Go to HHH home page.
Smart Politics
 


Ensign Departure Still Leaves Big Opportunity for Democrats in 2012 Nevada Senate Race

Bookmark and Share

Partisan control has flipped in every open general election Nevada U.S. Senate race since first popular vote contest in 1908

If you're wondering why Nevada Republican Senator John Ensign waited more than one and a half years to announce he was retiring from his seat, when his extramarital affair with an aide's wife had been exposed in June of 2009, it is because Senators do not normally leave their privileged office quietly.

Ensign was aggressively campaigning for reelection up until a few days ago when he announced on Monday that he would retire at the end of his term so that his family would not have to endure what would be a brutal reelection bid.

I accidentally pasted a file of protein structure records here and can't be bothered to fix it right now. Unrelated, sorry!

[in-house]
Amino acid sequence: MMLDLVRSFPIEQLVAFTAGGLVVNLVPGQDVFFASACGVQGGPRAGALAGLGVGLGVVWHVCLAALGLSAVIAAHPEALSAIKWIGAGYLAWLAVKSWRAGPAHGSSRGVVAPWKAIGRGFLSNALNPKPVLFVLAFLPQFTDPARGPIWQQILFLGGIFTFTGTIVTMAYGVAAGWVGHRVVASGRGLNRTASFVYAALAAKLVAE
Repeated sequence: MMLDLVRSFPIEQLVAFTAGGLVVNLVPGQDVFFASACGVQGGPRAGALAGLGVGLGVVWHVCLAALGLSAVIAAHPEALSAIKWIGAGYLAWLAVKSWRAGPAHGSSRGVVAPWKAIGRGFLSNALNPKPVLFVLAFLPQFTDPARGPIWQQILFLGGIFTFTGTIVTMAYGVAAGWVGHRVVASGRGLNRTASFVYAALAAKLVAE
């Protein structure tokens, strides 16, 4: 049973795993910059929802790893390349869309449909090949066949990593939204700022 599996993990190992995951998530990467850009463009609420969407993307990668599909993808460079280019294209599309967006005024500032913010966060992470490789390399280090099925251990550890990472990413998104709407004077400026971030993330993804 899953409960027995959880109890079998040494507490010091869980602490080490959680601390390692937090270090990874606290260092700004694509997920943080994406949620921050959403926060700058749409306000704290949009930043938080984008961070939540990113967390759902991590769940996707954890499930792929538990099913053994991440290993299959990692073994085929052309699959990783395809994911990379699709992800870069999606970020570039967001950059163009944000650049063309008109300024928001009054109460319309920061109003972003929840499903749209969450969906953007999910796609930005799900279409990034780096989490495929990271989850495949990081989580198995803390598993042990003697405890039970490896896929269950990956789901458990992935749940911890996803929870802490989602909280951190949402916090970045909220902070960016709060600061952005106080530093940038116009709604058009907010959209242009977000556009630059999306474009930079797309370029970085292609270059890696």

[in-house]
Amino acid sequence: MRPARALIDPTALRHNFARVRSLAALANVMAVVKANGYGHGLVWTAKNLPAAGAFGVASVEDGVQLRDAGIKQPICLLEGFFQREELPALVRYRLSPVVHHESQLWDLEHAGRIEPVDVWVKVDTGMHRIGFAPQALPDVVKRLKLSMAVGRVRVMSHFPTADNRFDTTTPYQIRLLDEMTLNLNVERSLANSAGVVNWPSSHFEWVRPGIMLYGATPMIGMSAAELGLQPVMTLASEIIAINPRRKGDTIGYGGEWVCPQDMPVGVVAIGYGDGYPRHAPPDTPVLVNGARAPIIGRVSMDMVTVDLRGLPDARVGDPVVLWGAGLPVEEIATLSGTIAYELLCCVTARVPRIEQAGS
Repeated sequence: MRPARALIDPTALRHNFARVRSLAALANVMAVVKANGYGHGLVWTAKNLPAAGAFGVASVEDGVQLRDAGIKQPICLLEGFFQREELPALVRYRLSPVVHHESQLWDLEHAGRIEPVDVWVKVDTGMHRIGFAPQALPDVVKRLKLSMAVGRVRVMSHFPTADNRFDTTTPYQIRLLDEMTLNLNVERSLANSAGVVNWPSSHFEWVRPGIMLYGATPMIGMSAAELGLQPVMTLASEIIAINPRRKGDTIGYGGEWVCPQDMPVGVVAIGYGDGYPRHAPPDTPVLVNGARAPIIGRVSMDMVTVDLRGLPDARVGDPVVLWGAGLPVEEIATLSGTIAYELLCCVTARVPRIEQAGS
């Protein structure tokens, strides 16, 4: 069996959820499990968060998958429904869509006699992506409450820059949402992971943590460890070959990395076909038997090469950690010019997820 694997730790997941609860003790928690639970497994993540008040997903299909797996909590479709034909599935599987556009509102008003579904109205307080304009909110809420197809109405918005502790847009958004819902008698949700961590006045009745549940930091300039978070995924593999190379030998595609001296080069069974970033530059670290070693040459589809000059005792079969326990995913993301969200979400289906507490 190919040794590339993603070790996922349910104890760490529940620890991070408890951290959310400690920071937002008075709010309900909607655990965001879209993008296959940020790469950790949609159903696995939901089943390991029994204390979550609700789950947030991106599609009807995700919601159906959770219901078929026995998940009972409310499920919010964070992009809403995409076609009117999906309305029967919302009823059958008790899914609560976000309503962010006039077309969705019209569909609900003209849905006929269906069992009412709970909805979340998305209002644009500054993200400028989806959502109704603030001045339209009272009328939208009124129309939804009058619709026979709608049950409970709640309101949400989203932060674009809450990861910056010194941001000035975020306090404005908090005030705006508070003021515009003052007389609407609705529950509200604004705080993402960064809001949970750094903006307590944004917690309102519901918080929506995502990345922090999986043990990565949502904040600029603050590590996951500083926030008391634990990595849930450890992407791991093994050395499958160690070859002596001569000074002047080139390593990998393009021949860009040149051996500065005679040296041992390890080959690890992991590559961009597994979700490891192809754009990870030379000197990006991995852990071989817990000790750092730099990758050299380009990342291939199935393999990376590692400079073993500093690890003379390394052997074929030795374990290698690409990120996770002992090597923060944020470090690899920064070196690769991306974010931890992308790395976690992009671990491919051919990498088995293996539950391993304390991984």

To be sure, Ensign's retirement is unusual, as most Senators leave Washington D.C. in defeat or in a coffin.

Of the 19 U.S. Senators from the Silver State who have held office since popular vote elections were introduced there in 1908, just four have retired from office, and only one on their own terms or untouched by scandal.

· Five Senators from Nevada died in office: Republican George Nixon and Democrats Francis Newlands, Key Pittman, James Scrugham, and Pat McCarran.

· Seven Senators were defeated at the ballot box in a reelection bid: Republicans William Massey (1912), Tasker Oddie (1932), Ernest Brown (1954), George Malone (1958), and J. Chic Hecht (1988), and Democrats Charles Henderson (1920) and Howard Cannon (1982).